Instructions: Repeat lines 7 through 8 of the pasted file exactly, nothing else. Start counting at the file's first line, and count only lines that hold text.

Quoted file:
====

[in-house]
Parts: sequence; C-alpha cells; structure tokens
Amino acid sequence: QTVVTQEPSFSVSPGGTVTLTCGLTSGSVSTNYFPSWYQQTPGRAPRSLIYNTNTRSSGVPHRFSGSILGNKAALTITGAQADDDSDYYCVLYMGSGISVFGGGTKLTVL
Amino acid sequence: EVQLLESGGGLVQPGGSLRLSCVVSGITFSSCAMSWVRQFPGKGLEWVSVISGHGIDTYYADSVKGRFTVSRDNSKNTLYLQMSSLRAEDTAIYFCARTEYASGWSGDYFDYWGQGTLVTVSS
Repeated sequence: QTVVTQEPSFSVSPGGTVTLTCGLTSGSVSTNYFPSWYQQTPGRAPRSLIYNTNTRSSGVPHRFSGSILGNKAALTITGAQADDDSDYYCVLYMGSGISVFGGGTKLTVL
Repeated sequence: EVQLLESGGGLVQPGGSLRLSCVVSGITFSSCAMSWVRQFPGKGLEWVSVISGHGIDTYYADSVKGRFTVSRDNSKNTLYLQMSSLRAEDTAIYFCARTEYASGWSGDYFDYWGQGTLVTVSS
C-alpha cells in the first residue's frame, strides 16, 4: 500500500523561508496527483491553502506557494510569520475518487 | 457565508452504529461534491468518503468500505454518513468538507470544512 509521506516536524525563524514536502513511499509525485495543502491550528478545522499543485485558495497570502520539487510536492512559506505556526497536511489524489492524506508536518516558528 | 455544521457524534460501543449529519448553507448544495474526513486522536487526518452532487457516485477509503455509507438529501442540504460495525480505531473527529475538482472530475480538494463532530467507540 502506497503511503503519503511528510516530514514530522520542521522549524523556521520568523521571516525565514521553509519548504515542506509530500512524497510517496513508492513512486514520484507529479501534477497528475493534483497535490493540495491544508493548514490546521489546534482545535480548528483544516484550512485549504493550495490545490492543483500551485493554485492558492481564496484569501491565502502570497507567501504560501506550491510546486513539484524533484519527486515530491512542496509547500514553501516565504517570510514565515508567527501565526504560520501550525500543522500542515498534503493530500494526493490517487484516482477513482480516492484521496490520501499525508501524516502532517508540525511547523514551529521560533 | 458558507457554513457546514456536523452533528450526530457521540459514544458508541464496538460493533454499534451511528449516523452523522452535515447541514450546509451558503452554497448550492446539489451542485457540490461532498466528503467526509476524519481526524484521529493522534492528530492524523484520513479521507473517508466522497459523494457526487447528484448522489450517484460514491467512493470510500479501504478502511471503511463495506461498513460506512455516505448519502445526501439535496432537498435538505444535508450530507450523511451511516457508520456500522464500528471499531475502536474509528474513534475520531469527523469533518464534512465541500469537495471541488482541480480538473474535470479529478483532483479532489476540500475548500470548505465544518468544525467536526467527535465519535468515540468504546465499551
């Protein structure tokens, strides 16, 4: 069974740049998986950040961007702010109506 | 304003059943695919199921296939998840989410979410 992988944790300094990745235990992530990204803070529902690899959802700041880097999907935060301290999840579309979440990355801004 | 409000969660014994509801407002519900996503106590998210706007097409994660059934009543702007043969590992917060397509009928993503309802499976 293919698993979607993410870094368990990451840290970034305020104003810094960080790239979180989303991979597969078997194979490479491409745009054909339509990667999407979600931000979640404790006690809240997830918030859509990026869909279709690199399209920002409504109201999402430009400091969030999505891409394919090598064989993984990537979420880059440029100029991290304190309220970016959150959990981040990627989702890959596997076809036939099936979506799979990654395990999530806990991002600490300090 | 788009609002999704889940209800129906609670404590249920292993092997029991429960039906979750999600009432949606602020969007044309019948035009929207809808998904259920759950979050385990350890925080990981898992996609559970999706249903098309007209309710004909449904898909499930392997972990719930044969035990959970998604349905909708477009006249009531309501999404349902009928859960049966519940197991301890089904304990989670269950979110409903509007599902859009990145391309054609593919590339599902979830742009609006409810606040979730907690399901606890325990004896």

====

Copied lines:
C-alpha cells in the first residue's frame, strides 16, 4: 500500500523561508496527483491553502506557494510569520475518487 | 457565508452504529461534491468518503468500505454518513468538507470544512 509521506516536524525563524514536502513511499509525485495543502491550528478545522499543485485558495497570502520539487510536492512559506505556526497536511489524489492524506508536518516558528 | 455544521457524534460501543449529519448553507448544495474526513486522536487526518452532487457516485477509503455509507438529501442540504460495525480505531473527529475538482472530475480538494463532530467507540 502506497503511503503519503511528510516530514514530522520542521522549524523556521520568523521571516525565514521553509519548504515542506509530500512524497510517496513508492513512486514520484507529479501534477497528475493534483497535490493540495491544508493548514490546521489546534482545535480548528483544516484550512485549504493550495490545490492543483500551485493554485492558492481564496484569501491565502502570497507567501504560501506550491510546486513539484524533484519527486515530491512542496509547500514553501516565504517570510514565515508567527501565526504560520501550525500543522500542515498534503493530500494526493490517487484516482477513482480516492484521496490520501499525508501524516502532517508540525511547523514551529521560533 | 458558507457554513457546514456536523452533528450526530457521540459514544458508541464496538460493533454499534451511528449516523452523522452535515447541514450546509451558503452554497448550492446539489451542485457540490461532498466528503467526509476524519481526524484521529493522534492528530492524523484520513479521507473517508466522497459523494457526487447528484448522489450517484460514491467512493470510500479501504478502511471503511463495506461498513460506512455516505448519502445526501439535496432537498435538505444535508450530507450523511451511516457508520456500522464500528471499531475502536474509528474513534475520531469527523469533518464534512465541500469537495471541488482541480480538473474535470479529478483532483479532489476540500475548500470548505465544518468544525467536526467527535465519535468515540468504546465499551
């Protein structure tokens, strides 16, 4: 069974740049998986950040961007702010109506 | 304003059943695919199921296939998840989410979410 992988944790300094990745235990992530990204803070529902690899959802700041880097999907935060301290999840579309979440990355801004 | 409000969660014994509801407002519900996503106590998210706007097409994660059934009543702007043969590992917060397509009928993503309802499976 293919698993979607993410870094368990990451840290970034305020104003810094960080790239979180989303991979597969078997194979490479491409745009054909339509990667999407979600931000979640404790006690809240997830918030859509990026869909279709690199399209920002409504109201999402430009400091969030999505891409394919090598064989993984990537979420880059440029100029991290304190309220970016959150959990981040990627989702890959596997076809036939099936979506799979990654395990999530806990991002600490300090 | 788009609002999704889940209800129906609670404590249920292993092997029991429960039906979750999600009432949606602020969007044309019948035009929207809808998904259920759950979050385990350890925080990981898992996609559970999706249903098309007209309710004909449904898909499930392997972990719930044969035990959970998604349905909708477009006249009531309501999404349902009928859960049966519940197991301890089904304990989670269950979110409903509007599902859009990145391309054609593919590339599902979830742009609006409810606040979730907690399901606890325990004896």